Book editor Caldwell has her own story in the anthology as well: “Letting the Right One In.” I hesitated to read it, as I have feelings about editors putting their own stories in an anthology they are editing—and the feelings aren’t good. There is no one to declare, “This bit isn’t working,” or “This story isn’t so strong; do you have another?” In Caldwell’s story, Ayanna is a young introvert who loves reading vampire books, and who becomes more and more disconnected from friends and family. In fact, Ayanna struggles with depression and feelings of isolation. Everything changes when a girl turns up in the library, a girl who is reading the book Ayanna had planned to check out! It’s a vampire story and as such, it’s very familiar. Some parts of the piece seem obvious. But good characters, good writing, and lovely dialogue make this story interesting. Details in the narrative make it thoughtful and quite strong.
Danny Lore’s “Tender-Headed” is a battle of the braids, where Akilah has had enough of Auntie stealing her neighborhood business braiding people’s hair. The set-up is great, the storytelling is compelling, and the dialogue is effective. It starts out as a tale of youth versus age and ends up a touching story about family.
National Book Award finalist Ibi Zoboi offers “Kiss the Sun,” a stunning tale of the soucouyants of Kiskeya island. By day they work in the resort or have other unassuming jobs. At night, they become “witches”—flying balls of fire that feast on human souls. The story draws on folklore as a backdrop for a brilliant discussion of women’s relationships with each other, as well as the impact of invasive developers on local culture and identity. It’s a gorgeous piece in so many ways, especially in the way it challenges ingrained and destructive ideas around beauty.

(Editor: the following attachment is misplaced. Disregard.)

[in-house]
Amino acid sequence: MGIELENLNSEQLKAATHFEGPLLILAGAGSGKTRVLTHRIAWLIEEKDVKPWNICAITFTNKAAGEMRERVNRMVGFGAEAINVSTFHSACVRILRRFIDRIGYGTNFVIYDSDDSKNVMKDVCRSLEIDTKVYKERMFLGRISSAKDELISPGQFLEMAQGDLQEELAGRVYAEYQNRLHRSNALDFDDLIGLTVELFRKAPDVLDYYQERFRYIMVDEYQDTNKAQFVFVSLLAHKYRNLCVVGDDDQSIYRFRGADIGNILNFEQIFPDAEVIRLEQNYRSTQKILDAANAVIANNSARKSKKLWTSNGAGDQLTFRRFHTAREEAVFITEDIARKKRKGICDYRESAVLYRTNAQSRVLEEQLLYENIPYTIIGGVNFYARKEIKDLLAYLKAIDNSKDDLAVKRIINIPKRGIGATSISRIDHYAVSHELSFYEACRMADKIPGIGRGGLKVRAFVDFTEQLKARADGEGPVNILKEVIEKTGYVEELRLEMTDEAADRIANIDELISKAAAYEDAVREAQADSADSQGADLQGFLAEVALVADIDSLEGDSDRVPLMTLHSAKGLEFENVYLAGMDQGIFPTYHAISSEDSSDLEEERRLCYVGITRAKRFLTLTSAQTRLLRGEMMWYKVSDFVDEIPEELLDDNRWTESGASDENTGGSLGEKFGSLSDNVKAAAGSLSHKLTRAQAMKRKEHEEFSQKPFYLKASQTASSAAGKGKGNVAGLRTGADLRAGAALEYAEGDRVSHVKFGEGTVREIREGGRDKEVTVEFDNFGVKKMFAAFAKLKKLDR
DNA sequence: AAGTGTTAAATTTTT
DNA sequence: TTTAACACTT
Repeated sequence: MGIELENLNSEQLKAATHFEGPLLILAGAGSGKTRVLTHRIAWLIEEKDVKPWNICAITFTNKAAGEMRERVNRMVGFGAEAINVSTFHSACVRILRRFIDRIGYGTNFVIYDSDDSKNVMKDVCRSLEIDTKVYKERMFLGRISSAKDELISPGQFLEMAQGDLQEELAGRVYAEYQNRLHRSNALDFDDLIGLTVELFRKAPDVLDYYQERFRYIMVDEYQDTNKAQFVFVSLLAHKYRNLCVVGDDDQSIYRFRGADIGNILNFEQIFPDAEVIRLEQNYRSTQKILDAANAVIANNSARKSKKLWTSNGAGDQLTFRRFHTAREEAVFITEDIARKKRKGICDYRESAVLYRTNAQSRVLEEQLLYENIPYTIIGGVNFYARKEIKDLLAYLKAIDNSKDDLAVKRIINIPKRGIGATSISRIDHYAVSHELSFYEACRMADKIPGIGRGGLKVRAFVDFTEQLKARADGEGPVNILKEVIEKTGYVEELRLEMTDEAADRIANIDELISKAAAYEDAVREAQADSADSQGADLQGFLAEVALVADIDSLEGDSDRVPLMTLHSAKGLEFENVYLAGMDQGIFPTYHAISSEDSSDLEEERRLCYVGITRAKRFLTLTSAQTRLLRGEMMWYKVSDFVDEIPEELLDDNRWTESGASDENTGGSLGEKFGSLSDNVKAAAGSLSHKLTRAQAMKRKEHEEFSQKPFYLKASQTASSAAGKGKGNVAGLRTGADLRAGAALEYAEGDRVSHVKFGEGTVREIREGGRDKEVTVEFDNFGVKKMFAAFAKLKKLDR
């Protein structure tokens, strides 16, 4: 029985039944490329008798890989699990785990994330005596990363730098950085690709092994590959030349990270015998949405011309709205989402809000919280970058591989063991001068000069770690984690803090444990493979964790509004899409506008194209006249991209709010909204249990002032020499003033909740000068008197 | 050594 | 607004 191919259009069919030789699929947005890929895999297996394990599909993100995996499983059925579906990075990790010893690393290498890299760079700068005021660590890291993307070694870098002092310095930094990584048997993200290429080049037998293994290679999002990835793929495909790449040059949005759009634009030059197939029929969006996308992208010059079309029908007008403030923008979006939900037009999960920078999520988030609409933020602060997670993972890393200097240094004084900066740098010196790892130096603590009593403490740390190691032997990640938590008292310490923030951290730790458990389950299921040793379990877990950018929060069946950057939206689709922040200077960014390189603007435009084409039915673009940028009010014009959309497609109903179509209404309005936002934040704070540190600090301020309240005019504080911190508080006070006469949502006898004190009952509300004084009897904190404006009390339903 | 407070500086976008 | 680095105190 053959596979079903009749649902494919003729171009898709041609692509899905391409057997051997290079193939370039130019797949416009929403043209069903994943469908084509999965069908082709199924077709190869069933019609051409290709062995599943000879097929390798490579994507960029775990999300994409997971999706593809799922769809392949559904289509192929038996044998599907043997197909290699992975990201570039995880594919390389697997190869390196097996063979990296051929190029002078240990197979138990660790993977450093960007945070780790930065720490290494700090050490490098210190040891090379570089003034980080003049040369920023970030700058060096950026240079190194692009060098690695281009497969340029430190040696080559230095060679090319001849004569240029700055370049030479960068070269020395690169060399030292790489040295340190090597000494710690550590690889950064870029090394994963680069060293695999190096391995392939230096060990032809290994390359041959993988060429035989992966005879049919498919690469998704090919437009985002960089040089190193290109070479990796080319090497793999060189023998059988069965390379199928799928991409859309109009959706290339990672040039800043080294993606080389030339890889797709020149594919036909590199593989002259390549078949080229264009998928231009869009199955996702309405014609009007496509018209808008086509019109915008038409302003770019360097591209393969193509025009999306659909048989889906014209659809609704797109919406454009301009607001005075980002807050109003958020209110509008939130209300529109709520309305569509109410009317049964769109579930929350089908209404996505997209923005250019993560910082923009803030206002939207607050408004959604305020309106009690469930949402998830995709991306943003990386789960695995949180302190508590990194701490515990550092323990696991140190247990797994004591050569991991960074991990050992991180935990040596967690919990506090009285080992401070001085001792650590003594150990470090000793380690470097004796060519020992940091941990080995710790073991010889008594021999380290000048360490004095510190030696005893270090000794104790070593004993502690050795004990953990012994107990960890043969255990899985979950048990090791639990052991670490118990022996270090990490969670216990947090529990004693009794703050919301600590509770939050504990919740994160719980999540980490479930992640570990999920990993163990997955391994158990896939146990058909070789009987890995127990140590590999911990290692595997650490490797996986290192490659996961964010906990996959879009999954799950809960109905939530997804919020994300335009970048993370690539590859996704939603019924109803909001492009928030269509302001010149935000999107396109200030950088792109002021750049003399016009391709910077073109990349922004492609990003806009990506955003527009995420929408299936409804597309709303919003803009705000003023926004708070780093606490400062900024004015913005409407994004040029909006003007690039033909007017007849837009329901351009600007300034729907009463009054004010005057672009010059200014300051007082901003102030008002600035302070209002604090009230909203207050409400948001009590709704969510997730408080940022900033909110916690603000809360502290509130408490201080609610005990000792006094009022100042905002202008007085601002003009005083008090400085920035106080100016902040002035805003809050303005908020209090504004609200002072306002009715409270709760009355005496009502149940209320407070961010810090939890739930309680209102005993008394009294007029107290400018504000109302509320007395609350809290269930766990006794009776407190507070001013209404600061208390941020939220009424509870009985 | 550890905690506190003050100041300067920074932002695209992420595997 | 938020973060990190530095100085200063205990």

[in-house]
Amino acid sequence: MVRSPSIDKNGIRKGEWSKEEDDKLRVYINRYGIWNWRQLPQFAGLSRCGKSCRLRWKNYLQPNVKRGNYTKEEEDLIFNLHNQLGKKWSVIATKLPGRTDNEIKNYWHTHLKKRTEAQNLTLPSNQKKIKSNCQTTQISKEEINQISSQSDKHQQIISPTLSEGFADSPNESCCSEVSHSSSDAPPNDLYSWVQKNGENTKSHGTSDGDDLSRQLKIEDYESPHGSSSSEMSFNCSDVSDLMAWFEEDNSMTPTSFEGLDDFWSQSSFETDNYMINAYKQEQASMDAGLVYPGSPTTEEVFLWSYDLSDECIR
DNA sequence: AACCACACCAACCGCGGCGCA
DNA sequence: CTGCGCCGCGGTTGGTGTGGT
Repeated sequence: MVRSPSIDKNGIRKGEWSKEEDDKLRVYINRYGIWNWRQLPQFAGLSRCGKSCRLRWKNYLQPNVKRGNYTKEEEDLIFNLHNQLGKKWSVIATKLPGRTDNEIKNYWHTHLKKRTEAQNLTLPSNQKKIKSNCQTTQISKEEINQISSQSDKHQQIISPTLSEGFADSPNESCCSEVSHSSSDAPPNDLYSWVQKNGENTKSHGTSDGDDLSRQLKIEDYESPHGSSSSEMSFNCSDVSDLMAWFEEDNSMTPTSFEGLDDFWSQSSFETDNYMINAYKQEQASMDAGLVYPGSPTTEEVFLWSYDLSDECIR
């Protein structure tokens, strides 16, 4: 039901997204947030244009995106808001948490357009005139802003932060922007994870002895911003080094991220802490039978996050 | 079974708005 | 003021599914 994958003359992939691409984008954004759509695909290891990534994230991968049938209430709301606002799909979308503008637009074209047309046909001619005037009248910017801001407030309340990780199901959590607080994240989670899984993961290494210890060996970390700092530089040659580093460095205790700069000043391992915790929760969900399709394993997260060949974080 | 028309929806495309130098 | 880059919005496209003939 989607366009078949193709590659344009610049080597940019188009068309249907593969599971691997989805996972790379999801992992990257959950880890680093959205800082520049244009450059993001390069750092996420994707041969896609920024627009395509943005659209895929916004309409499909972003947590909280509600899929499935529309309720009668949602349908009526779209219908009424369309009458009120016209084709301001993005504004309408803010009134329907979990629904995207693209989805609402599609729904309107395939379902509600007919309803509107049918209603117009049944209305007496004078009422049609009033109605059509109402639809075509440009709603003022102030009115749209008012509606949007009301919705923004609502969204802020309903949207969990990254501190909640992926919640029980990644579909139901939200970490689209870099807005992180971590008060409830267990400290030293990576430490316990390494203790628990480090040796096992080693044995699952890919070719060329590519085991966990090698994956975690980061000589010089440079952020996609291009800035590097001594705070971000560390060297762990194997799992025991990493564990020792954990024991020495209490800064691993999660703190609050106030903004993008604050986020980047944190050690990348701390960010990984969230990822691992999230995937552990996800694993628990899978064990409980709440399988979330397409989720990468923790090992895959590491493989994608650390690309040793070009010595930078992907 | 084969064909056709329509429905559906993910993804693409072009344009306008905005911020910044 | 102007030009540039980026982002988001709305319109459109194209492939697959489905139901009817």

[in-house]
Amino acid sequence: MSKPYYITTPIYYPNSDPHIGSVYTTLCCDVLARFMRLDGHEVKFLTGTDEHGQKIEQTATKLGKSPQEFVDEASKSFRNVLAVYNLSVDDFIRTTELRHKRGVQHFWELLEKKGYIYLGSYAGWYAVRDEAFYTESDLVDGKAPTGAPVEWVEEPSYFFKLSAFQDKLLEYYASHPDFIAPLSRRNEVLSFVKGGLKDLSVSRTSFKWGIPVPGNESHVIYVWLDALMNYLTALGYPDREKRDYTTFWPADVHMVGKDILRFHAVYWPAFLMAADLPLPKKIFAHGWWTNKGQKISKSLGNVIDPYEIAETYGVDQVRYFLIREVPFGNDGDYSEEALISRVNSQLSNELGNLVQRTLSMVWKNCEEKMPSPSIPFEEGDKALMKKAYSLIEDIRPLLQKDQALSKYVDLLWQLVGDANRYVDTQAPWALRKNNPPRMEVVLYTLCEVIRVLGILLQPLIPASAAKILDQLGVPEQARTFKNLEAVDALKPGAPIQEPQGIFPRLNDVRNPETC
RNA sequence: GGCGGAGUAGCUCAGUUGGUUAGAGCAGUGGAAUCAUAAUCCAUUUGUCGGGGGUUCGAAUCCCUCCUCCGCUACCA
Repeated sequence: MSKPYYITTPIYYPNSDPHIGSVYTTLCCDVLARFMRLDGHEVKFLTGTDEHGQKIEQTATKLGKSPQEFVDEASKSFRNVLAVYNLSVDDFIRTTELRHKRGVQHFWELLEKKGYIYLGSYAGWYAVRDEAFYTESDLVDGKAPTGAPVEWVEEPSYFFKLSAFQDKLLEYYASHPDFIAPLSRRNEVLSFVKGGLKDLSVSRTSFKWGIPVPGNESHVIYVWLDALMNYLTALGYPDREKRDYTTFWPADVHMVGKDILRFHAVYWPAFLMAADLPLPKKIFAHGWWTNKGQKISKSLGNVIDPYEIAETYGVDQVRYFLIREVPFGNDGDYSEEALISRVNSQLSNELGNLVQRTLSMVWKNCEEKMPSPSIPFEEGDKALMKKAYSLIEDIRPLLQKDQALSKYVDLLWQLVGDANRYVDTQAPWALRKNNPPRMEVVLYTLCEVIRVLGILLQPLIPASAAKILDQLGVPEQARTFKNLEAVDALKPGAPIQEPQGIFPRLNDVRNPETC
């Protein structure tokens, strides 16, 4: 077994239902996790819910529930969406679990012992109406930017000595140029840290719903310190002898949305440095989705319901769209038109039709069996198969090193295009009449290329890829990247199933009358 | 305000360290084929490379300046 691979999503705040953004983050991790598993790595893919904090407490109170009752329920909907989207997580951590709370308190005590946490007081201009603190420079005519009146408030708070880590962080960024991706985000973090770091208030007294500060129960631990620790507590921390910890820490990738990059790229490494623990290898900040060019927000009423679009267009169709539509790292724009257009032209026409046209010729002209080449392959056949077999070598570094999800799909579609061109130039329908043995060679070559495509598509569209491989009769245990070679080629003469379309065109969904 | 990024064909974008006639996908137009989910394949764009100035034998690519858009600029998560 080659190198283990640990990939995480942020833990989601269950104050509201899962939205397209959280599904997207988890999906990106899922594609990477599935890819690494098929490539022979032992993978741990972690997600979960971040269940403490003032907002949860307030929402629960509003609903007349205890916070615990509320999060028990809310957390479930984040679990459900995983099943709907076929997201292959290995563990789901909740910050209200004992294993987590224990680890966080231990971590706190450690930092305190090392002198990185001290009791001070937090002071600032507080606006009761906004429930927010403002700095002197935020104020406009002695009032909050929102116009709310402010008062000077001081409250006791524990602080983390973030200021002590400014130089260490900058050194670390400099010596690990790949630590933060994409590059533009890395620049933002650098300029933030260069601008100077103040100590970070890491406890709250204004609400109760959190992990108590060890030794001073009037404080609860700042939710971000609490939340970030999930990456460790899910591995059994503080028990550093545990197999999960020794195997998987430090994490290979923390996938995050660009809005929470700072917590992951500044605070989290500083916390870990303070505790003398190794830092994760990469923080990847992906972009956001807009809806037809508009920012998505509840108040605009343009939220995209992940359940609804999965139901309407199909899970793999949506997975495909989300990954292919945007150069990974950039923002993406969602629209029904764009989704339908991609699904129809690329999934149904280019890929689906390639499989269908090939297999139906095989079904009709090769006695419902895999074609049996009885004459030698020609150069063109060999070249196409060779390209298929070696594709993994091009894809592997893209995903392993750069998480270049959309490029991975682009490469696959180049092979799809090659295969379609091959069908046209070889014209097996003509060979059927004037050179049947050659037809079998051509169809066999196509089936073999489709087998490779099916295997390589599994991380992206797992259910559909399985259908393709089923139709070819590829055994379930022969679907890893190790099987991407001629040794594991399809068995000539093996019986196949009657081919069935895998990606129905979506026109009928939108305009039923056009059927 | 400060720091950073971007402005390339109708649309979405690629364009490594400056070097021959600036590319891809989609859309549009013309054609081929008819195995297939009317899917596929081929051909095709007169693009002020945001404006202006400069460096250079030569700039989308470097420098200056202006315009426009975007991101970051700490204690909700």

Caldwell, in her introduction, makes her objective clear: Representation is important, and she wants to help. She wants to provide stories where people who don’t see themselves nearly enough in fiction (or see only harmful examples) can find a mirror to their lives, their realities, their beings. It’s a wonderful collection of stories, it’s important, and everyone should read it.
Made to Order: Robots and Revolution
Jonathan Strahan, ed.
Paperback / Ebook
Rebellion/Solaris, March 2020, 400 pgs
Jonathan Strahan has been editing anthologies since 1997’s The Year’s Best Australian Science Fiction and Fantasy: Volume 1. Even before this point he had been publishing and editing Eidolon magazine as well as writing reviews for a number of years. Fifteen Hugo Award nominations and a World Fantasy Award win later (among other accolades), he gives us Made to Order, one of three anthologies he has scheduled for 2020 release, along with a handful of other books he is editing for Tor.com Publishing. It is, therefore, no surprise that the table of contents for this original anthology is so promising: Vina Jie-Min Prasad, Alastair Reynolds, Annalee Newitz, John Chu, Sofia Samatar, and Brooke Bolander are among the star-studded names of award-winning notables in this book. It is also no surprise that the stories themselves are consistently interesting and strong.